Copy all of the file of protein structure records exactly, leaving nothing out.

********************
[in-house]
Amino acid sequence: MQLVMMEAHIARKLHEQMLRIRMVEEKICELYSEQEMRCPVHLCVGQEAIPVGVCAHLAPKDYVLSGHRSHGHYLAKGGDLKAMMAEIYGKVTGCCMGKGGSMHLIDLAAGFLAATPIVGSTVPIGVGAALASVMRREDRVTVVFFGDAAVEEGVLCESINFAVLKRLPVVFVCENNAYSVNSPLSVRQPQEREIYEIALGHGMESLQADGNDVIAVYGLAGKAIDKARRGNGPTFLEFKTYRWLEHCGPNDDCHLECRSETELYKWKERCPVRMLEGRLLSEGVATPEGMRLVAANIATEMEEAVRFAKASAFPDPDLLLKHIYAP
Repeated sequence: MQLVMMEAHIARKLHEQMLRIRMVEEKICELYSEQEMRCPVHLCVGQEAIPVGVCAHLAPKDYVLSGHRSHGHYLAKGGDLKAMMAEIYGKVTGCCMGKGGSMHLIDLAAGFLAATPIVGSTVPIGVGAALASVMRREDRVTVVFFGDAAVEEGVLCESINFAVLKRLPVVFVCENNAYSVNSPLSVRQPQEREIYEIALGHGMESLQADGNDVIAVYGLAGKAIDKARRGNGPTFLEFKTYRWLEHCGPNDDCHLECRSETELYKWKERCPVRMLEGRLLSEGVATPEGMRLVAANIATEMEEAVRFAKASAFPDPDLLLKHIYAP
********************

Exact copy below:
[in-house]
Amino acid sequence: MQLVMMEAHIARKLHEQMLRIRMVEEKICELYSEQEMRCPVHLCVGQEAIPVGVCAHLAPKDYVLSGHRSHGHYLAKGGDLKAMMAEIYGKVTGCCMGKGGSMHLIDLAAGFLAATPIVGSTVPIGVGAALASVMRREDRVTVVFFGDAAVEEGVLCESINFAVLKRLPVVFVCENNAYSVNSPLSVRQPQEREIYEIALGHGMESLQADGNDVIAVYGLAGKAIDKARRGNGPTFLEFKTYRWLEHCGPNDDCHLECRSETELYKWKERCPVRMLEGRLLSEGVATPEGMRLVAANIATEMEEAVRFAKASAFPDPDLLLKHIYAP
Repeated sequence: MQLVMMEAHIARKLHEQMLRIRMVEEKICELYSEQEMRCPVHLCVGQEAIPVGVCAHLAPKDYVLSGHRSHGHYLAKGGDLKAMMAEIYGKVTGCCMGKGGSMHLIDLAAGFLAATPIVGSTVPIGVGAALASVMRREDRVTVVFFGDAAVEEGVLCESINFAVLKRLPVVFVCENNAYSVNSPLSVRQPQEREIYEIALGHGMESLQADGNDVIAVYGLAGKAIDKARRGNGPTFLEFKTYRWLEHCGPNDDCHLECRSETELYKWKERCPVRMLEGRLLSEGVATPEGMRLVAANIATEMEEAVRFAKASAFPDPDLLLKHIYAP